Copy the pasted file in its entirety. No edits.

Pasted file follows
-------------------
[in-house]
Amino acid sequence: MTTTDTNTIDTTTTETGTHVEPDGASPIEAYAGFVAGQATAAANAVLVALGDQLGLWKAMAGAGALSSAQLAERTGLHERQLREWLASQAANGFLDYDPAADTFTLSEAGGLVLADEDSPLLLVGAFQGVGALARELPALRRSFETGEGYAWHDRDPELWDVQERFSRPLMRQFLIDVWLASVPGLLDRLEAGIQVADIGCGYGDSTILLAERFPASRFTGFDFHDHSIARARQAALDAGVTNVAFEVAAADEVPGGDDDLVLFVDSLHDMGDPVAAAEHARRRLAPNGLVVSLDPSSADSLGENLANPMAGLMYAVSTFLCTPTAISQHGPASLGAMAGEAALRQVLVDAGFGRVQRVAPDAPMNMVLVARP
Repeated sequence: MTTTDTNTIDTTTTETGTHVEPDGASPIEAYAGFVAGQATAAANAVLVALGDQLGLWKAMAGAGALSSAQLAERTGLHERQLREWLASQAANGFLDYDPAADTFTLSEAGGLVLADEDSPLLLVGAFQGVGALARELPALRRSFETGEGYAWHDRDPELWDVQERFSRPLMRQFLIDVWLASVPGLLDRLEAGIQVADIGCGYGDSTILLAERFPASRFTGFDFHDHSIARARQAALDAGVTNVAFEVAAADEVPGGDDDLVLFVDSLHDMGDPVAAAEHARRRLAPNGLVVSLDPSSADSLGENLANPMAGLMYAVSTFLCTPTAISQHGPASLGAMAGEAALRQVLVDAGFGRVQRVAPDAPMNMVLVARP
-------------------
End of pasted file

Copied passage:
[in-house]
Amino acid sequence: MTTTDTNTIDTTTTETGTHVEPDGASPIEAYAGFVAGQATAAANAVLVALGDQLGLWKAMAGAGALSSAQLAERTGLHERQLREWLASQAANGFLDYDPAADTFTLSEAGGLVLADEDSPLLLVGAFQGVGALARELPALRRSFETGEGYAWHDRDPELWDVQERFSRPLMRQFLIDVWLASVPGLLDRLEAGIQVADIGCGYGDSTILLAERFPASRFTGFDFHDHSIARARQAALDAGVTNVAFEVAAADEVPGGDDDLVLFVDSLHDMGDPVAAAEHARRRLAPNGLVVSLDPSSADSLGENLANPMAGLMYAVSTFLCTPTAISQHGPASLGAMAGEAALRQVLVDAGFGRVQRVAPDAPMNMVLVARP
Repeated sequence: MTTTDTNTIDTTTTETGTHVEPDGASPIEAYAGFVAGQATAAANAVLVALGDQLGLWKAMAGAGALSSAQLAERTGLHERQLREWLASQAANGFLDYDPAADTFTLSEAGGLVLADEDSPLLLVGAFQGVGALARELPALRRSFETGEGYAWHDRDPELWDVQERFSRPLMRQFLIDVWLASVPGLLDRLEAGIQVADIGCGYGDSTILLAERFPASRFTGFDFHDHSIARARQAALDAGVTNVAFEVAAADEVPGGDDDLVLFVDSLHDMGDPVAAAEHARRRLAPNGLVVSLDPSSADSLGENLANPMAGLMYAVSTFLCTPTAISQHGPASLGAMAGEAALRQVLVDAGFGRVQRVAPDAPMNMVLVARP